On other pages Eberle serves up hilarious and telling juxtapositions of John Richardson's keepsake photos and President Bill Clinton's keepsake images. Life is funny and Eberle serves up a wonderful dose of existential poetry with a light dusting of good humor. In an era where class warfare is suddenly the talk of the town Eberle reminds us that greatness can be found on both Grandma's couch and in architecture with lofty aspirations... the trick is to love what you do to make it excellent. It isn't how much things cost, it is how they make the world richer and more worthwhile.

In fact I love this book and find great inspiration in it. I've spent hours paging through with friends and colleagues and it never grows old. Fitting that Eberle is from Florida, he has apparently discovered the secret to a fountain that cheats death and its location is found somewhere between his eyes, finger on the shutter and the final layout. Overall, Empire of Space is highly recommended for anyone who loves culture and thinks with their eyes.

In Portland Empire of Space is available at Monograph Bookwerks... you can get a lot of your holiday shopping done there.

Winter_Conley.jpg
Winter by Jeffrey Conley

Another book I would suggest is the seasonally appropriate Winter by Jeffrey Conley who has a show up at Charles A. Hartman Fine Artright now as well.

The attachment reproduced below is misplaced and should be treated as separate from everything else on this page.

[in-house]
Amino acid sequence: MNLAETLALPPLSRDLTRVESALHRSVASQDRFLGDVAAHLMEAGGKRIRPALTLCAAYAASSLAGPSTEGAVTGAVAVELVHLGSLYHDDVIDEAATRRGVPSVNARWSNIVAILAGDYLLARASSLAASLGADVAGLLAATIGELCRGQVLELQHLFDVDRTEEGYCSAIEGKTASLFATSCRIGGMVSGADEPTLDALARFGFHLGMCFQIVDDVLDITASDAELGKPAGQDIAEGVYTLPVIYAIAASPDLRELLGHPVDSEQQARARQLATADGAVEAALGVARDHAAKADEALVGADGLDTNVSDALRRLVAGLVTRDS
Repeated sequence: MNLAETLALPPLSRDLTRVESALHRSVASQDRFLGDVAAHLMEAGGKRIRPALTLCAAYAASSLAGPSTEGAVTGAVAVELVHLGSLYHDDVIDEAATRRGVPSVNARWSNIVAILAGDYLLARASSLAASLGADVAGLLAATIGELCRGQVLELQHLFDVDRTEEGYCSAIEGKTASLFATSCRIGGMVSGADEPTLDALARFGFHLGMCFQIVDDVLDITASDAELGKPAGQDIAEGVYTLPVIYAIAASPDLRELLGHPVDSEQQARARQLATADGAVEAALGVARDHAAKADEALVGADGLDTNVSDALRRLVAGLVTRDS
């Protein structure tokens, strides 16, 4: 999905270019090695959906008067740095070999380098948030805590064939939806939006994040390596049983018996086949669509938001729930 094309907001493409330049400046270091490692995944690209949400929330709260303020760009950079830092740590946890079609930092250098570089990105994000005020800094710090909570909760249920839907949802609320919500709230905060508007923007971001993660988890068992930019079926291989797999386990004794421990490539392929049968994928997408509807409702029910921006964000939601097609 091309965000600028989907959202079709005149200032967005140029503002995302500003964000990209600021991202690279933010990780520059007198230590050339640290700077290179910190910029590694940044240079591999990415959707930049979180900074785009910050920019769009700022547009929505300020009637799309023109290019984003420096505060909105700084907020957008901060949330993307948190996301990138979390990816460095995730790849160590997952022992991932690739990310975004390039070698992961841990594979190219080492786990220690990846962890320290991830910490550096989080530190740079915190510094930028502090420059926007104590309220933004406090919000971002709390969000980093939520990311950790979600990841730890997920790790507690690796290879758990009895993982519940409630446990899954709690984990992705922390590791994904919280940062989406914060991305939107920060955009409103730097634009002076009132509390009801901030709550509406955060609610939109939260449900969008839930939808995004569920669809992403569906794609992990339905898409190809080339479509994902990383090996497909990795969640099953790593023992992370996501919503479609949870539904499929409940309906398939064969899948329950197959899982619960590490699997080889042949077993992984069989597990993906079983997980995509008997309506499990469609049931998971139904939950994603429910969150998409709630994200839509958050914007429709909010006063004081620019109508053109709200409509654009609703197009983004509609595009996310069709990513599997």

On an existential level, Winter brings one close to loved ones and though Coneley's images are mostly from Oregon, they remind me a great deal of Wisconsin. Nature photography is full of hackneyed tropes but Conly has a poets touch.

zen_hillside_1_conley.jpg
Zen Hillside 1

For example, Zen Hillside 1 is a gorgeous study in stoic asceticism and works as both a kind of abstraction as well as a location.

trees_and_light_2006_w.jpg
Trees and Light

But my favorite is easily Trees and Light. Its abstract properties made up of dark limbs and streaming light satisfy anyone who loves Barnett Newman or Mark Grotjahn... and to me represent the kind of ideal alchemy and sunlight that photography is so adept at.

The book is Published by Portland based Nazraeli Press and Charles A. Hartman Fine Art. Stop in the gallery to see the show and or pick up a print/book.

Posted by Jeff Jahn on December 23, 2011 at 15:21 | Comments (0)